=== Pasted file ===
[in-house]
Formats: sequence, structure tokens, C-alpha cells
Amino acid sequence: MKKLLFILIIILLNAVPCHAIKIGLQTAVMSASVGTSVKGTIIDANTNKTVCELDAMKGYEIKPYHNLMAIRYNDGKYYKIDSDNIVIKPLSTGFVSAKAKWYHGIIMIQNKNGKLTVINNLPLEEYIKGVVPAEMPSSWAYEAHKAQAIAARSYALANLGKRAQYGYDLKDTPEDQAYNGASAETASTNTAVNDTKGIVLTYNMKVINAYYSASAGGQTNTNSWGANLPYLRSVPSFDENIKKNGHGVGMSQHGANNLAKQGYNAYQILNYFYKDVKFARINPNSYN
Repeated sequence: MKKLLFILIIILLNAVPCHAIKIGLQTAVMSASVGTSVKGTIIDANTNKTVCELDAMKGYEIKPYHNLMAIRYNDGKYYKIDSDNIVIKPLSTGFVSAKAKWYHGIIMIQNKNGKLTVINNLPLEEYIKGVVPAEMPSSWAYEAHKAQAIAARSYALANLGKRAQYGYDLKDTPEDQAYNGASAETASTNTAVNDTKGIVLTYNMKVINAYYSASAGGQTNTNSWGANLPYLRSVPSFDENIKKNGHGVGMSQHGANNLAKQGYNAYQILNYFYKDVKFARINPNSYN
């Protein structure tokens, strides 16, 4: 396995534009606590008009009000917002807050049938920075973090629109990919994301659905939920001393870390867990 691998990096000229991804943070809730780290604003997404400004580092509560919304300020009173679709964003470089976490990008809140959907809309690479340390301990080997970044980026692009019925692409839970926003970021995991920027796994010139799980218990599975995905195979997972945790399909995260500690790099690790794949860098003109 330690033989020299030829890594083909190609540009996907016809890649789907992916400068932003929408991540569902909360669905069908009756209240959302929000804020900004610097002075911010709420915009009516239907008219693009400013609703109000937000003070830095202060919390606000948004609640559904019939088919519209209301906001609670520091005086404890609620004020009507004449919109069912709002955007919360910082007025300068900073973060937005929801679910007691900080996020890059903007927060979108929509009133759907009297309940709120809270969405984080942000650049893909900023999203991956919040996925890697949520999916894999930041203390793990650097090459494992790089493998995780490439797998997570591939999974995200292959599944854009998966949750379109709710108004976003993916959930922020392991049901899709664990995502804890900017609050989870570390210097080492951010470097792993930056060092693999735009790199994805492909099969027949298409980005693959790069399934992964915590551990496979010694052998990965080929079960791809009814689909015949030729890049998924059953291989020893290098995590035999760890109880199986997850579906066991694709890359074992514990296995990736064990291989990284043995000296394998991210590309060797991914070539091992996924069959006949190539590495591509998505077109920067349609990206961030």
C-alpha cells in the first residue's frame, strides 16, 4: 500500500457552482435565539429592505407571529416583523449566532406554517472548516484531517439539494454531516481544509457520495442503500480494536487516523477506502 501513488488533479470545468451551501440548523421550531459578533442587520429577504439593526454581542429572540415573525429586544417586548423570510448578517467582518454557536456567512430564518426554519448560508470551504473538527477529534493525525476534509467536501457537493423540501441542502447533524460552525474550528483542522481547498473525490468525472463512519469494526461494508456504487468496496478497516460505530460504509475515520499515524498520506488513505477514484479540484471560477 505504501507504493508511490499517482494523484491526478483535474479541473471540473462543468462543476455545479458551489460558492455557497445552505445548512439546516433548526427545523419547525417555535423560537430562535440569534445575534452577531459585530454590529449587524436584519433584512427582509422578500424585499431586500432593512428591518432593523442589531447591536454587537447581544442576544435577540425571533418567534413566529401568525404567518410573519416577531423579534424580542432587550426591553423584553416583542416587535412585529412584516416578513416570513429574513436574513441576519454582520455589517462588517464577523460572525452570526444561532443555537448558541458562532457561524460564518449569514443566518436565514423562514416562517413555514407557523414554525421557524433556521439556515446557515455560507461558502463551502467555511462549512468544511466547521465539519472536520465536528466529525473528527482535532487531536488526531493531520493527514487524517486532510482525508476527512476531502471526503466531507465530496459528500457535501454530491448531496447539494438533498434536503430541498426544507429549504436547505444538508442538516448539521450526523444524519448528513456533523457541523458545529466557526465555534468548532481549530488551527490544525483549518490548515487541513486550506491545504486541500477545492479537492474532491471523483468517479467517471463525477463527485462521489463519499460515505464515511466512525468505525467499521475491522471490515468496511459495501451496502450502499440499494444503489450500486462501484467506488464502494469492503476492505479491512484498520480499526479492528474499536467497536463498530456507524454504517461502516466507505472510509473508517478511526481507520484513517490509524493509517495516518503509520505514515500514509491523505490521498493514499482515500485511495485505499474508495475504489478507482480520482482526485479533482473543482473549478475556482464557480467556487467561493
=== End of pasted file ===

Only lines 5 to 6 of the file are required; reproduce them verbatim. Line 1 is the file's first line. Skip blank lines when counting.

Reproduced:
């Protein structure tokens, strides 16, 4: 396995534009606590008009009000917002807050049938920075973090629109990919994301659905939920001393870390867990 691998990096000229991804943070809730780290604003997404400004580092509560919304300020009173679709964003470089976490990008809140959907809309690479340390301990080997970044980026692009019925692409839970926003970021995991920027796994010139799980218990599975995905195979997972945790399909995260500690790099690790794949860098003109 330690033989020299030829890594083909190609540009996907016809890649789907992916400068932003929408991540569902909360669905069908009756209240959302929000804020900004610097002075911010709420915009009516239907008219693009400013609703109000937000003070830095202060919390606000948004609640559904019939088919519209209301906001609670520091005086404890609620004020009507004449919109069912709002955007919360910082007025300068900073973060937005929801679910007691900080996020890059903007927060979108929509009133759907009297309940709120809270969405984080942000650049893909900023999203991956919040996925890697949520999916894999930041203390793990650097090459494992790089493998995780490439797998997570591939999974995200292959599944854009998966949750379109709710108004976003993916959930922020392991049901899709664990995502804890900017609050989870570390210097080492951010470097792993930056060092693999735009790199994805492909099969027949298409980005693959790069399934992964915590551990496979010694052998990965080929079960791809009814689909015949030729890049998924059953291989020893290098995590035999760890109880199986997850579906066991694709890359074992514990296995990736064990291989990284043995000296394998991210590309060797991914070539091992996924069959006949190539590495591509998505077109920067349609990206961030």
C-alpha cells in the first residue's frame, strides 16, 4: 500500500457552482435565539429592505407571529416583523449566532406554517472548516484531517439539494454531516481544509457520495442503500480494536487516523477506502 501513488488533479470545468451551501440548523421550531459578533442587520429577504439593526454581542429572540415573525429586544417586548423570510448578517467582518454557536456567512430564518426554519448560508470551504473538527477529534493525525476534509467536501457537493423540501441542502447533524460552525474550528483542522481547498473525490468525472463512519469494526461494508456504487468496496478497516460505530460504509475515520499515524498520506488513505477514484479540484471560477 505504501507504493508511490499517482494523484491526478483535474479541473471540473462543468462543476455545479458551489460558492455557497445552505445548512439546516433548526427545523419547525417555535423560537430562535440569534445575534452577531459585530454590529449587524436584519433584512427582509422578500424585499431586500432593512428591518432593523442589531447591536454587537447581544442576544435577540425571533418567534413566529401568525404567518410573519416577531423579534424580542432587550426591553423584553416583542416587535412585529412584516416578513416570513429574513436574513441576519454582520455589517462588517464577523460572525452570526444561532443555537448558541458562532457561524460564518449569514443566518436565514423562514416562517413555514407557523414554525421557524433556521439556515446557515455560507461558502463551502467555511462549512468544511466547521465539519472536520465536528466529525473528527482535532487531536488526531493531520493527514487524517486532510482525508476527512476531502471526503466531507465530496459528500457535501454530491448531496447539494438533498434536503430541498426544507429549504436547505444538508442538516448539521450526523444524519448528513456533523457541523458545529466557526465555534468548532481549530488551527490544525483549518490548515487541513486550506491545504486541500477545492479537492474532491471523483468517479467517471463525477463527485462521489463519499460515505464515511466512525468505525467499521475491522471490515468496511459495501451496502450502499440499494444503489450500486462501484467506488464502494469492503476492505479491512484498520480499526479492528474499536467497536463498530456507524454504517461502516466507505472510509473508517478511526481507520484513517490509524493509517495516518503509520505514515500514509491523505490521498493514499482515500485511495485505499474508495475504489478507482480520482482526485479533482473543482473549478475556482464557480467556487467561493